- Beast and Man by Mary Midgley
Harvester, 396 pp, £7.50
Biology as a guide to ethics has been an intellectual fad of the last decade, and Mrs Midgley is trying to restore a sense of proportion. Sociobiology has had its home principally in the United States rather than in the land of Herbert Spencer, and Professor E.O. Wilson of Harvard, author of Sociobiology the New Synthesis, is now the leading figure in this new, or revived, philosophy of human nature. The founding father was Konrad Lorenz, who followed the vastly popular King Solomon’s Ring with the immensely influential On Aggression. Then came The Naked Ape (Desmond Morris) and The Territorial Imperative (Robert Ardrey), which made the idea of aggression in defence of territory a household phrase as the name of an instinct which men, like other mammals, are presumed to possess, and which promised to explain their warlike behaviour and regional hatreds.[*] Moral philosophers were warned that both ethical theory and the conduct of life would sooner or later be revolutionised by the study of animal behaviour. We would learn, as a benefit of rigorous science, which moral ideals are practical, being in accord with known basic instincts, and which are wholly unrealistic, being in conflict with innate dispositions comfortably inferred from discoveries about animal routines. Now, as in the last century, popular biology as the key to scientific ethics reliably produces best-sellers; like old conventional religion, new science sweeps away moral uncertainties.
Mrs Midgley steps into the controversy surrounding these large claims as a judicious and temperate sceptic, rejecting the extravagant confusions of the sociobiologists, but agreeing that the study of animal behaviour has produced results which have some interesting implications for morality. The book is fluent and clear. It has no philosophical technicalities and is plainly designed for the layman, even though Mrs Midgley is an academic philosopher alive to the philosophical issues. She briskly demolishes Professor Wilson’s simple-minded 19th-century materialism in a section entitled. ‘Why neurology cannot replace moral philosophy’. Wilson is quoted as having written ‘Cognition will be translated into circuitry and having cannibalised psychology, the new neurology will yield an enduring set of first principles for sociology’ Again,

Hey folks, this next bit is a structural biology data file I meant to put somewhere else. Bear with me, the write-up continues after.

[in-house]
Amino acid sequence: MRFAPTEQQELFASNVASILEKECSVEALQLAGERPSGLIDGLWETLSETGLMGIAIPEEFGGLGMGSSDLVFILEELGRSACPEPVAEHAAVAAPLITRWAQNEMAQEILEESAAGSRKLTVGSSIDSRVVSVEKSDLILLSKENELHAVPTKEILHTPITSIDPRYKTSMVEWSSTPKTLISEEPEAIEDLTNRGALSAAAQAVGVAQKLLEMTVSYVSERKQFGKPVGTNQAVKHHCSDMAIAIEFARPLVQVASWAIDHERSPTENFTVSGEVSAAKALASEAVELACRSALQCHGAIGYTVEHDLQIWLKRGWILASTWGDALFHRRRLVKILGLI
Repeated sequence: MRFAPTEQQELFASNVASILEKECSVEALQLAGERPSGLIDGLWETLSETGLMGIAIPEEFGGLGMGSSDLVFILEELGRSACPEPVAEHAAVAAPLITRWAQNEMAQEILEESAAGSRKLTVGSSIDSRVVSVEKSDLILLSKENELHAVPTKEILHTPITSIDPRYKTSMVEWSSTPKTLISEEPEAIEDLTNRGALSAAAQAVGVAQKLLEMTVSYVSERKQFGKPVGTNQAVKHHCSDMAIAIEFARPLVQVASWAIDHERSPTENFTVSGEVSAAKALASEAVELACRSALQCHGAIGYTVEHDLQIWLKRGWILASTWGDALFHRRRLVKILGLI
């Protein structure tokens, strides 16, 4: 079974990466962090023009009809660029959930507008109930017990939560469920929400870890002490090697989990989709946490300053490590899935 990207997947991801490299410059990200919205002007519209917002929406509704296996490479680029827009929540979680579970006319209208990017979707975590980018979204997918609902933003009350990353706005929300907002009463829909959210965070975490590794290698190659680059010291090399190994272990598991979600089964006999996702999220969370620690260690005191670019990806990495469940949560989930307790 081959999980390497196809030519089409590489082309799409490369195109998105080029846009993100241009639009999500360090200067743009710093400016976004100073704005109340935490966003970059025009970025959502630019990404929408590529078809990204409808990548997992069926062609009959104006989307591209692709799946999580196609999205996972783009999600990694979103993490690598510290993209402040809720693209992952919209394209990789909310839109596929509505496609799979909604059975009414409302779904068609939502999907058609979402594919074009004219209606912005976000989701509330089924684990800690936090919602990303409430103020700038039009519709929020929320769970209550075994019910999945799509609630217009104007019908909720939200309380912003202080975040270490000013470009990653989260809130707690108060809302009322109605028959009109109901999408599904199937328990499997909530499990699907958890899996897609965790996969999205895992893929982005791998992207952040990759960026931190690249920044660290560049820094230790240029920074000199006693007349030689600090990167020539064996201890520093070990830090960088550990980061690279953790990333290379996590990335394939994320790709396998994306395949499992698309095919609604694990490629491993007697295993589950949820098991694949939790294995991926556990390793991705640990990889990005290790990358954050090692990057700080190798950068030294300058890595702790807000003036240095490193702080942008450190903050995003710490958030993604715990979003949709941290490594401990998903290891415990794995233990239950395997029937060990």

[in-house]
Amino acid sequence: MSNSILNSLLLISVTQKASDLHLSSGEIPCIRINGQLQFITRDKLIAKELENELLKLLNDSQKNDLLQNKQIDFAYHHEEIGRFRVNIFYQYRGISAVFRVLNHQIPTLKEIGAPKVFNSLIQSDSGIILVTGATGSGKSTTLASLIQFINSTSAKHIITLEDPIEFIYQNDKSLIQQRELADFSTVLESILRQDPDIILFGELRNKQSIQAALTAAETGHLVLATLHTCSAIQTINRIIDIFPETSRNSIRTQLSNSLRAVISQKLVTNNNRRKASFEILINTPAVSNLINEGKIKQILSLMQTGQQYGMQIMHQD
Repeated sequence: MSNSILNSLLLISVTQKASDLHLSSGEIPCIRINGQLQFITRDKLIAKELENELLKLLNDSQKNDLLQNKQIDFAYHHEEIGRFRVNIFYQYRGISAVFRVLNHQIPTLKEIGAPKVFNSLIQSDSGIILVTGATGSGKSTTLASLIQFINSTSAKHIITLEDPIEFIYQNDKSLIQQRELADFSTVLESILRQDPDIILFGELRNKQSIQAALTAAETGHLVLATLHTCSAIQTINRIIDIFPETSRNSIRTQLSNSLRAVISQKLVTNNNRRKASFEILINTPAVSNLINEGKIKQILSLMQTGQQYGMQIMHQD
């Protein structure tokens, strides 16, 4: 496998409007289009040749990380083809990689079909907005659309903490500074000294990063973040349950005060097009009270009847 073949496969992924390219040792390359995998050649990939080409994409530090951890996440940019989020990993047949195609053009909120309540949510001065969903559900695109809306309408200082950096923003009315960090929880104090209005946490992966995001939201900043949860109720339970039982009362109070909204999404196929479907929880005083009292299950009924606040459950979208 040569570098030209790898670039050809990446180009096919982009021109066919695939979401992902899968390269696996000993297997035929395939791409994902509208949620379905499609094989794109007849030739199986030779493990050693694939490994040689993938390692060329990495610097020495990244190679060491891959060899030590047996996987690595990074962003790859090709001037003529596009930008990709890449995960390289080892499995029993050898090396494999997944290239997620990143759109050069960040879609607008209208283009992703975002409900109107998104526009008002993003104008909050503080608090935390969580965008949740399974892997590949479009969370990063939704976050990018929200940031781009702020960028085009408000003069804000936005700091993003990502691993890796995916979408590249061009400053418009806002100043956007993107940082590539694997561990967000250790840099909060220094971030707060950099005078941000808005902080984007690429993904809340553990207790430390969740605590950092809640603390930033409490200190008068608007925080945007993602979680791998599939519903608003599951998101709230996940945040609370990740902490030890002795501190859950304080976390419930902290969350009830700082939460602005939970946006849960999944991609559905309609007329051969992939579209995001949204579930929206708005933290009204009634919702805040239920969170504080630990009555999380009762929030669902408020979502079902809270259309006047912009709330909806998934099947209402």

when mankind has achieved an ecological steady state, probably by the end of the 21st century, the internalisation of social evolution will be nearly complete. About this time biology should be at its peak. Skinner’s dream of a culture predesigned for happiness will surely have to wait for the new neurobiology. A genetically accurate and hence completely fair code of ethics must also wait.
The philosophical mistake here is the idea that better understanding of physical inputs and outputs makes thought about aims and intentions redundant rather as if better knowledge of the mechanisms of the eye made it unnecessary to think about what one is seeing and how it should be described. This old and elementary mistake is a serious one, because it has always been apt to lead to a fatuous and dangerous optimism about the future of humanity. Soon man, the Baconian lord of nature, will have all his problems solved at science’s Second Coming. Mrs Midgley makes the important point that natural selection should not be thought to be an unfailing path to a total improvement, all things considered, in the prospects of survival for a species. A temporarily favourable mutation may involve costs in the design of the organism which in the longer run, and in a changed environment, eventually prove disabling and even fatal. So perhaps now for men.
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[*] E.O. Wilson’s Sociobiology was reviewed by the present writer in The New York Review of 12 October 1978. Further autobiographical accounts of their encounters with animals are due shortly from Morris and Lorenz: Animal Days by Desmond Morris (Cape, £5.95), The Year of the Greylag Goose by Konrad Lorenz (Eyre Methuen, £9.95).